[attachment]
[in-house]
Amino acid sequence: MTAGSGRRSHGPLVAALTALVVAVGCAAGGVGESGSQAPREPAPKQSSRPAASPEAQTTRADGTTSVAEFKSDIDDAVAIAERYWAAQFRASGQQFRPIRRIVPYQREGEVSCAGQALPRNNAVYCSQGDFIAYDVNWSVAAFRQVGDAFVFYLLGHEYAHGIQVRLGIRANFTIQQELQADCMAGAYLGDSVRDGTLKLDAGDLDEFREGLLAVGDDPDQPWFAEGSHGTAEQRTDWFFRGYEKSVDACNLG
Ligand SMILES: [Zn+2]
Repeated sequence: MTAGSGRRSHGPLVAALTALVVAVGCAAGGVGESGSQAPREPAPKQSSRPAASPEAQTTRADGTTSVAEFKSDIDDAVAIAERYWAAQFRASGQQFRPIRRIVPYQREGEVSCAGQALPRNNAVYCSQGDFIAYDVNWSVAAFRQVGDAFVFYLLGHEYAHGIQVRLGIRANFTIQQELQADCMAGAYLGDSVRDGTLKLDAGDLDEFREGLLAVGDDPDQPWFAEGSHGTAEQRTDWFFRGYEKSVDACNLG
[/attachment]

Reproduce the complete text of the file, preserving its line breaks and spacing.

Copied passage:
[in-house]
Amino acid sequence: MTAGSGRRSHGPLVAALTALVVAVGCAAGGVGESGSQAPREPAPKQSSRPAASPEAQTTRADGTTSVAEFKSDIDDAVAIAERYWAAQFRASGQQFRPIRRIVPYQREGEVSCAGQALPRNNAVYCSQGDFIAYDVNWSVAAFRQVGDAFVFYLLGHEYAHGIQVRLGIRANFTIQQELQADCMAGAYLGDSVRDGTLKLDAGDLDEFREGLLAVGDDPDQPWFAEGSHGTAEQRTDWFFRGYEKSVDACNLG
Ligand SMILES: [Zn+2]
Repeated sequence: MTAGSGRRSHGPLVAALTALVVAVGCAAGGVGESGSQAPREPAPKQSSRPAASPEAQTTRADGTTSVAEFKSDIDDAVAIAERYWAAQFRASGQQFRPIRRIVPYQREGEVSCAGQALPRNNAVYCSQGDFIAYDVNWSVAAFRQVGDAFVFYLLGHEYAHGIQVRLGIRANFTIQQELQADCMAGAYLGDSVRDGTLKLDAGDLDEFREGLLAVGDDPDQPWFAEGSHGTAEQRTDWFFRGYEKSVDACNLG